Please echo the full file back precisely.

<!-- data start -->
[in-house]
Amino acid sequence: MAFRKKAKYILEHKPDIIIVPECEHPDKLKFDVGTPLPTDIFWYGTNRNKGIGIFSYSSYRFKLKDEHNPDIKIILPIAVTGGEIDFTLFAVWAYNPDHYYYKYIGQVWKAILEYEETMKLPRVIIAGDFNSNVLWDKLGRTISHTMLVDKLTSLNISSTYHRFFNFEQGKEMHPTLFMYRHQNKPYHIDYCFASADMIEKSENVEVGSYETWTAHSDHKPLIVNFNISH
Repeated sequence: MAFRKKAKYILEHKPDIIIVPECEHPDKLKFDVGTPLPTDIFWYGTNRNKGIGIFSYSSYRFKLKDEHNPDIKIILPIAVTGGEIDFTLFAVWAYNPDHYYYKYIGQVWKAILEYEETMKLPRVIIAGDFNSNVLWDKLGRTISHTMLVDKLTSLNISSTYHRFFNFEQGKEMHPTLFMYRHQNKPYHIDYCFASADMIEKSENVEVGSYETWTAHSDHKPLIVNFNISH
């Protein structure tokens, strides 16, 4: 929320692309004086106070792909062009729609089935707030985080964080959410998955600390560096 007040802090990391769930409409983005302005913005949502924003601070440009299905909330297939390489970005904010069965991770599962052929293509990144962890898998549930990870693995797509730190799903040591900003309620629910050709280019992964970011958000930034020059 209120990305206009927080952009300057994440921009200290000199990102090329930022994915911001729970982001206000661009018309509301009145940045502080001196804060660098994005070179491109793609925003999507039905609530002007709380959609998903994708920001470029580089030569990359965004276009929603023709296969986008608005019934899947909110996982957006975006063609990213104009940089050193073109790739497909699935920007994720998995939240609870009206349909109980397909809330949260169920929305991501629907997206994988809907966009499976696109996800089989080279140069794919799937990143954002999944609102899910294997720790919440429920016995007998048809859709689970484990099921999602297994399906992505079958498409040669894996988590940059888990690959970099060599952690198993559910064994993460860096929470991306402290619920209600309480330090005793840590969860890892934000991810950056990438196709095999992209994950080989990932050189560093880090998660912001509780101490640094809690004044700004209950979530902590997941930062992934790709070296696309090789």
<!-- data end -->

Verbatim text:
[in-house]
Amino acid sequence: MAFRKKAKYILEHKPDIIIVPECEHPDKLKFDVGTPLPTDIFWYGTNRNKGIGIFSYSSYRFKLKDEHNPDIKIILPIAVTGGEIDFTLFAVWAYNPDHYYYKYIGQVWKAILEYEETMKLPRVIIAGDFNSNVLWDKLGRTISHTMLVDKLTSLNISSTYHRFFNFEQGKEMHPTLFMYRHQNKPYHIDYCFASADMIEKSENVEVGSYETWTAHSDHKPLIVNFNISH
Repeated sequence: MAFRKKAKYILEHKPDIIIVPECEHPDKLKFDVGTPLPTDIFWYGTNRNKGIGIFSYSSYRFKLKDEHNPDIKIILPIAVTGGEIDFTLFAVWAYNPDHYYYKYIGQVWKAILEYEETMKLPRVIIAGDFNSNVLWDKLGRTISHTMLVDKLTSLNISSTYHRFFNFEQGKEMHPTLFMYRHQNKPYHIDYCFASADMIEKSENVEVGSYETWTAHSDHKPLIVNFNISH
């Protein structure tokens, strides 16, 4: 929320692309004086106070792909062009729609089935707030985080964080959410998955600390560096 007040802090990391769930409409983005302005913005949502924003601070440009299905909330297939390489970005904010069965991770599962052929293509990144962890898998549930990870693995797509730190799903040591900003309620629910050709280019992964970011958000930034020059 209120990305206009927080952009300057994440921009200290000199990102090329930022994915911001729970982001206000661009018309509301009145940045502080001196804060660098994005070179491109793609925003999507039905609530002007709380959609998903994708920001470029580089030569990359965004276009929603023709296969986008608005019934899947909110996982957006975006063609990213104009940089050193073109790739497909699935920007994720998995939240609870009206349909109980397909809330949260169920929305991501629907997206994988809907966009499976696109996800089989080279140069794919799937990143954002999944609102899910294997720790919440429920016995007998048809859709689970484990099921999602297994399906992505079958498409040669894996988590940059888990690959970099060599952690198993559910064994993460860096929470991306402290619920209600309480330090005793840590969860890892934000991810950056990438196709095999992209994950080989990932050189560093880090998660912001509780101490640094809690004044700004209950979530902590997941930062992934790709070296696309090789």